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Assistive Tech Enables Inclusion for Those with Disabilities as well as Innovation in the Professional Service Sectors

Research on disability in professional services suggests that few firms use assistive technologies to help employees with disabilities. We look at what kinds of tech could be taken up by the sector to improve access for people with disabilities.

Our research on the professional service sectors of law, architecture, accountancy and consultancy found that 68% of companies in the US and 70% of companies in the UK did not use specific technologies to assist employees with disabilities (A Fairer Future, 2022).

Our earlier survey of HR professionals and DEI specialists revealed that only 43.5% were using assistive tech, while 36% of companies were ‘working towards’ using assistive tech.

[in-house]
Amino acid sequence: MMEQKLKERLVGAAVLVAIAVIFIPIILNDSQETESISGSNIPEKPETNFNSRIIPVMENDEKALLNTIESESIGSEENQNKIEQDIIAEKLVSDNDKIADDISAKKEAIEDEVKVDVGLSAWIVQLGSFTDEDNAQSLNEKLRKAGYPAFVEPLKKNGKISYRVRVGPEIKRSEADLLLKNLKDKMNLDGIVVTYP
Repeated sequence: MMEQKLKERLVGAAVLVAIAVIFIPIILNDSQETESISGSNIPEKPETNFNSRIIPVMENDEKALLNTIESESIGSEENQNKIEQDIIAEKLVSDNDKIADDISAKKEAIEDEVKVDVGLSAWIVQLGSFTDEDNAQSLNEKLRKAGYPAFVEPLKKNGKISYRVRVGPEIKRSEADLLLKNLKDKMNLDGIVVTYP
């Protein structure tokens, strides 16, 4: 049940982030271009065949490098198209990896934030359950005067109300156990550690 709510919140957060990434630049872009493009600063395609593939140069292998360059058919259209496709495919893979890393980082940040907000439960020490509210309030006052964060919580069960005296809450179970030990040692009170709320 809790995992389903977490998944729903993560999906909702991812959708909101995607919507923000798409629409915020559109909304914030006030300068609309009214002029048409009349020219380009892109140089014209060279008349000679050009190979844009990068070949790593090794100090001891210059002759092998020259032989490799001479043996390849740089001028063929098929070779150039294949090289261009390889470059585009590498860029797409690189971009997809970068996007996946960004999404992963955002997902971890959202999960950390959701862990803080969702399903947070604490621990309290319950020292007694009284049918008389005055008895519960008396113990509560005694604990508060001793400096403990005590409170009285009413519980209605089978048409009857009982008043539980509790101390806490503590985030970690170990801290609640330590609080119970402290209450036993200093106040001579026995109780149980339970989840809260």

Why does it matter?

Assistive tech is vital to help people with disabilities participate in employment and to promote equity.

For example, a person with mobility impairments can work just as well as those without if the working environment is organised to enable access. People with brain fog, which is often a feature of invisible illnesses like autoimmune diseases, and which can affect memory, can overcome their impairments through apps which help them organise their diaries and provide prompts for work tasks.

Types of assistive tech

The kinds of tech used depends on individuals’ access needs. Let’s look at some examples:

Physical and motor skillsCognition and learningVisualHearingCommunication